Setback for coalition of Dem AGs seeking racketeering charges
The attorney general of the U.S. Virgin Islands withdrew his subpoena of oil giant Exxon Mobil on Wednesday afternoon, dealing the first setback to a group of Democratic officials seeking racketeering charges against the company.
Exxon told a federal court that AG Claude Walker had agreed to walk away if the company would drop a related lawsuit alleging that the subpoena violated its constitutional rights and the laws of its home state of Texas.
Walker was the third state attorney general, after New York and Massachusetts, to subpoena Exxon Mobil over allegations that it committed fraud and racketeering by misleading customers and shareholders about the risks of climate change.
Walker is the first to walk back the effort against Exxon, but he is also in litigation in Washington, D.C., over a separate subpoena sent to a libertarian nonprofit that received donations from Exxon more than a decade ago.
Both subpoenas have triggered legal action. In a federal lawsuit filed three weeks after it was subpoenaed, Exxon alleged that Walker’s subpoena violated its “rights under the First, Fourth, Fifth, and Fourteenth Amendments to the United States Constitution, the Texas Constitution, and Texas common law.”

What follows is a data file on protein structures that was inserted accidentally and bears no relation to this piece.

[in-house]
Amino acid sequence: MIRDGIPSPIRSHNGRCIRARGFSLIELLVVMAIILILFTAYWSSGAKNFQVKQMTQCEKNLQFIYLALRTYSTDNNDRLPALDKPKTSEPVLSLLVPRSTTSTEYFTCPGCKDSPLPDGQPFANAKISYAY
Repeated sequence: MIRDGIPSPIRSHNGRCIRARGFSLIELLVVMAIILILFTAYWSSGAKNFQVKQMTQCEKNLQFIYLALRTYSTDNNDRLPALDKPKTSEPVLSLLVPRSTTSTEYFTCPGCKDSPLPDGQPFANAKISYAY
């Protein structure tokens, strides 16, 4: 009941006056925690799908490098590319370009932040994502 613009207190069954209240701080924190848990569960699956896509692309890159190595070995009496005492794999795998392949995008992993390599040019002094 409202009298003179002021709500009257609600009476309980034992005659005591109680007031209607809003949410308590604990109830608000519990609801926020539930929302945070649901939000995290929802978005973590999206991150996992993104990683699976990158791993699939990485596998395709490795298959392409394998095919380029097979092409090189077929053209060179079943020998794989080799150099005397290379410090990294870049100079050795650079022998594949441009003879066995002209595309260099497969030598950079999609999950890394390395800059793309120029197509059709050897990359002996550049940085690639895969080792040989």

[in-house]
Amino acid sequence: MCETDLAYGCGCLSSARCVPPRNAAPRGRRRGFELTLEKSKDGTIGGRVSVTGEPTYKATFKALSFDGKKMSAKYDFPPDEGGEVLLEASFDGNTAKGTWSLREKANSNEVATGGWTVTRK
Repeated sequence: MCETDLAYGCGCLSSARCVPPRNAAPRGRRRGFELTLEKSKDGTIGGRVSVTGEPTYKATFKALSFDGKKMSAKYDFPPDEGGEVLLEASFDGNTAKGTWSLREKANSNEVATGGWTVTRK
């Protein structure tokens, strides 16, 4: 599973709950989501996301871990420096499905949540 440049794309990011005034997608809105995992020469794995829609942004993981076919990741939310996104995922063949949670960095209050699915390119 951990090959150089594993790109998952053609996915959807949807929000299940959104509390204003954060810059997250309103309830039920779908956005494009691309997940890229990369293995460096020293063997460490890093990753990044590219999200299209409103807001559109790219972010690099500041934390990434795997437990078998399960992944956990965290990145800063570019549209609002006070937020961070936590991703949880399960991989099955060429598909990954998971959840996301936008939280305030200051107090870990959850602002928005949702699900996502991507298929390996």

District Judge Ed Kinkeane ordered Exxon and Walker to meet no later than July 11 to discuss “the possibilities for a prompt resolution of the case.” Exxon’s filing notified the court that they’d reached an agreement to withdraw both the subpoena and the resulting lawsuit.
Walker had asked for a massive number of internal Exxon documents, including documents pertaining to its internal deliberations and projections about climate change, but also requested communications with nearly a hundred nonprofit groups.
They included conservative and libertarian advocacy groups, but also more mundane organizations such as the Smithsonian Astrophysical Observatory, the Arizona State University office of climatology, and Africa Fighting Malaria.
New York attorney general Eric Schneiderman and Massachusetts attorney general Maura Healey asked for communications with many of the same research and advocacy groups, including the Heritage Foundation, the Competitive Enterprise Institute, and the Cato Institute.
Schneiderman is the leader of a group of 20 state attorneys general that have seized on reports from news organizations funded by environmentalist groups that allege that Exxon misled the public about the risks its product poses.